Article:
Lost in translation, no more: Two writers capture Montreal’s unique linguistic identity

Artwork by Wenting Li

Montreal is a city of translators, novelist Sean Michaels observed one day.

Residents make the mental trip between French and English countless times every day. Sometimes they do it resentfully (when being served by a McGill student barista) and sometimes they do it badly (the grocery display for farm chicken/hard chicken). More often than not, they translate into second nature, like the softball player who shouts “heads up… Warningafter a foul errant ball.

It is probably not surprising that Montrealers do such interesting things with literary translation, the refined and formalized expression of this local mental habit. The recent collaboration between two writers on a novel about a luck-obsessed comedian shows just how good some people are at bridging the language gap.

The writers are Michaels, Giller Prize winner and most recently author of The bets; and Catherine Leroux, a novelist and translator who translated this book into French as The throws of the dicereleased last year.

Author Sean Michaels.Julie Artacho

The practice of translation is often referred to in terms of difficulties (think: “lost in”). This is doubly true in Montreal, where language forms the boundary between the city’s two historic solitudes. Literary translator Linda Gaboriau spoke of the delicacy of making the grandiloquence of playwright Michel Marc Bouchard sing on the English stage; Mordecai Richler’s French translation from France made the faux pas of calling Maurice Richard The rocket instead of the “Rocket”, as English and French Quebecers called it.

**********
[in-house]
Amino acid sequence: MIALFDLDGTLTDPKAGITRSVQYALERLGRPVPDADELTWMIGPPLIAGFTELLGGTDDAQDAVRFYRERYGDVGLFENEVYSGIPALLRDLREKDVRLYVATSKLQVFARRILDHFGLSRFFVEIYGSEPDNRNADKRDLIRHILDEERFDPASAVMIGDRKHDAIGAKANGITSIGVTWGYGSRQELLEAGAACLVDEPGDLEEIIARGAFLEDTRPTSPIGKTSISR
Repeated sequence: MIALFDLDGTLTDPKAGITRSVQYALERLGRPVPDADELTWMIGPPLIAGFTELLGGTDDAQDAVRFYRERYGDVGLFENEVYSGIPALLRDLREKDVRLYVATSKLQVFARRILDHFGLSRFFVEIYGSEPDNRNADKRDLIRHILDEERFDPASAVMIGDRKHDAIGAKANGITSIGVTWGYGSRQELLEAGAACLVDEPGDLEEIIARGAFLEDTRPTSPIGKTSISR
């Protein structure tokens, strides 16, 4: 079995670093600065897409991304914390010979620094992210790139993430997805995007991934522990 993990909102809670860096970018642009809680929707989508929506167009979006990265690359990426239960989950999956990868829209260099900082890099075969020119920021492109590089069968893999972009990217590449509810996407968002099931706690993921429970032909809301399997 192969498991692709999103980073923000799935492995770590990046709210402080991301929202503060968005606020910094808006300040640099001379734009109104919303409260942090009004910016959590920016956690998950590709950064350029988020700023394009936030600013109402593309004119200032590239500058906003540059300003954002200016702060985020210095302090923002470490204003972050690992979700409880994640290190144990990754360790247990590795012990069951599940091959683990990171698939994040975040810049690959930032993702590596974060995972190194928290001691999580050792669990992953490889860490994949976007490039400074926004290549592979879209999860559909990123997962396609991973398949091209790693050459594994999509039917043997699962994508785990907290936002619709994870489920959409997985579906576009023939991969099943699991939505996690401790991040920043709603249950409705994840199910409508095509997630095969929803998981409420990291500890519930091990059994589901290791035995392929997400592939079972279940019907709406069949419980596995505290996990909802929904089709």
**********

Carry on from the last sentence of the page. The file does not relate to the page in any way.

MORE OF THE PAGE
Even someone as skilful as Leroux – who was just nominated for a Governor General’s Award for The throws of the dice – finds herself tripping over some language barriers, she acknowledges. Elegant conjugations in his version of the book, like waited and appeared (wait and appear), give some passages a classical quality that they lack in the looser original English. Written French is inherently more formal than its spoken counterpart, she explains – even more so than written English.

Or take “plum,” a meaningful word in a book populated by a family of grocers. Literally translating as plum robs the word of its plum-like assonance, Michaels points out, replacing a ripe, rounded sound with something more parched.

Both writers, however, prefer to dwell on the possibilities of translation rather than its problems, particularly the possibilities that are revealed in a city endowed with what the poet AM Klein called a “double-melody vocabulary”.

In Montreal, author and translator are more likely to consult on stylistic decisions such as how to capture the evocative power of the word “plum”. When Michaels was translated into other languages, like Czech, he let go of the reins completely. Here, the process is more of a round trip.

He and Leroux were already friends when she signed on to translate American drivers, the novel for which Michaels won his Giller. When they met at a café to discuss the project, one of his first questions was: When do these characters start familiarity? That is, when do they start using the second person informal pronoun you rather than the more formal you – a question that does not exist in English, with its neutral “you”.